Exploring the Role of 3D Printing in Addressing North Texas’ Affordable Housing Crisis


On a bright winter day in a remote location off a dirt track in Kaufman, southeast of Dallas, a construction squad is busy erecting a barn – but this is a rather unconventional construction environment.

Rather than employing the traditional tools of the trade such as hammers and power drills, this unique setup boasts a robot shouldering the majority of workload.

Craig Pettit, the CEO of Printed Technologies, a firm specializing in constructing 3D printed homes, illustrates it best as “a robot equipped with a soft serve ice cream cone machine at its end. It’s simple – we’re churning out concrete as if we’re dealing with an ice cream cone machine.”

With the ongoing real estate boom in North Texas, innovative entrepreneurs such as Pettit are eying this automated technology as a potential solution to the increasing housing affordability crisis.

Pettit and his business associate Lance Thrailkill assert that their team is consistently enhancing the concrete mixture that’s used for printing.

“We’ve really been playing around with different mixtures and each mixture is unique,” stated Thrailkill. “The print undergoes variation and dries at different rates based on how much water is contained.”

The business has thus far constructed a minimum of six structures using 3D printing, which includes houses, distributed across North Texas.

Thrailkill mentioned that the innovative technology has the potential to revolutionize the housing market soon. This is one of the main factors that drove him to invest in this venture.

“We really want to help solve the affordable housing crisis here in America and really, worldwide,” he said.

At the current time, the cost of 3D printing a house roughly equals that of building with traditional methods. Pettit relayed that a number of start-ups, including Printed Technologies, are vying to devise a more cost-effective way to build.

“The task I’ve undertaken over the past three years is to simplify all aspects of the technology to ensure it’s easy to set-up and dismantle,” Pettit conveyed.

Another entrepreneur in the industry, Tim Landau, who also serves as the owner and CEO of Hive 3D Builders, shares that his company constructed what could potentially be one of the widest single-family homes crafted by a 3D printer in Burton, situated to the east of Austin.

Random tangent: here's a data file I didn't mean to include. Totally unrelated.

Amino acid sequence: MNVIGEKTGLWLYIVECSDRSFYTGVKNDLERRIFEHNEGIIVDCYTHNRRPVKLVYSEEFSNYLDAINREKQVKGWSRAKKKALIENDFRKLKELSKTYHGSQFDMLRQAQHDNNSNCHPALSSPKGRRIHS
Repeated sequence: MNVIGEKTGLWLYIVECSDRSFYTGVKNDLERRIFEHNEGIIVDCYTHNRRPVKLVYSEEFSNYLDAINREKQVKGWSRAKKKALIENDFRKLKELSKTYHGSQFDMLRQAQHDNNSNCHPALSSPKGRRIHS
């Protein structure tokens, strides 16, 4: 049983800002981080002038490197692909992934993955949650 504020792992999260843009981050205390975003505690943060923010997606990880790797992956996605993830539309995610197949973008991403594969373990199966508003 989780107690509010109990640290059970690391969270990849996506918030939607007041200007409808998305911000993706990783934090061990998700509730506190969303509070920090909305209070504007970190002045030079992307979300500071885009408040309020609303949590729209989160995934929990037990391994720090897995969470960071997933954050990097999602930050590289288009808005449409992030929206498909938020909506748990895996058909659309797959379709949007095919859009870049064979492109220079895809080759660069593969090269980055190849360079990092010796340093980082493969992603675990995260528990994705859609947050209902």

Like Thrailkill, Landau says what sparked his interest in 3D printing was trying to solve the affordability gap.

“That gap is, you know, specifically, it’s the difference between what the median income person can afford for a house and what the median price for a house is,” Landau said.

Another issue is the supply gap — how many houses are on the market. A recent report found Dallas alone needs as many as 60,000 more homes to meet demand.

“It’s kind of a solvable problem,” Landau said. “You know, your big production builders, they can ramp up and build more houses to close that gap.”

Landau suggested that the only viable solution when new houses cost half a million dollars or more, is to adopt a different approach.

According to him, every sign indicated that increased automation—through 3D printing or other automated processes—can help bridge these cost gaps.

He also said that 3D printing can reduce the labour required for constructing a house. A small crew of two to four people could suffice.

In addition, the process is faster. For instance, Printed Technologies can print the framework for a 1,700-square-foot home in around two weeks.

That might sound like it’s replacing much-needed jobs, but according to Associated Builders and Contractors, there’s a shortage of more than half a million workers in construction.

Landau says 3D printing helps alleviate that labor shortage.

“So it’s supposed to not eliminate jobs,” he said. “It’s supposed to take the place of jobs that right now we don’t have anyone to do.”

Still, this new, burgeoning industry does face its challenges. Right now, the cost of printing a home is just as much as building one traditionally. There also isn’t a huge demand for 3D printed homes in the Dallas area, according to the Dallas Builders Association.

A spokesperson for the association stated that the technology carries the potential to address the persistent issues of housing and labor shortages.

Landau indicates that the industry could currently head in one of two directions — one where it evolves into a specialty industry catering to people who can afford personalized 3D printed homes. On the other hand, if businesses discover methods to reduce the additional expense, it could emerge as the new standard.

Lance Thraillkill from Printed Technologies visualizes this scenario unfolding.

“He anticipates widespread adoption of this technology across the whole of the United States and globally within the forthcoming five to ten years,” he conveyed. “The extent of this acceptance will very much depend on the cost.”

That means someday in the not too distant future, houses and even entire neighborhoods could be built — at least partially — by robots.

Got a tip? Email Pablo Arauz Peña at parauzpena@kera.org

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Original source


“Why did the 3D printer go to therapy? Because it had too many layers of unresolved issues!”

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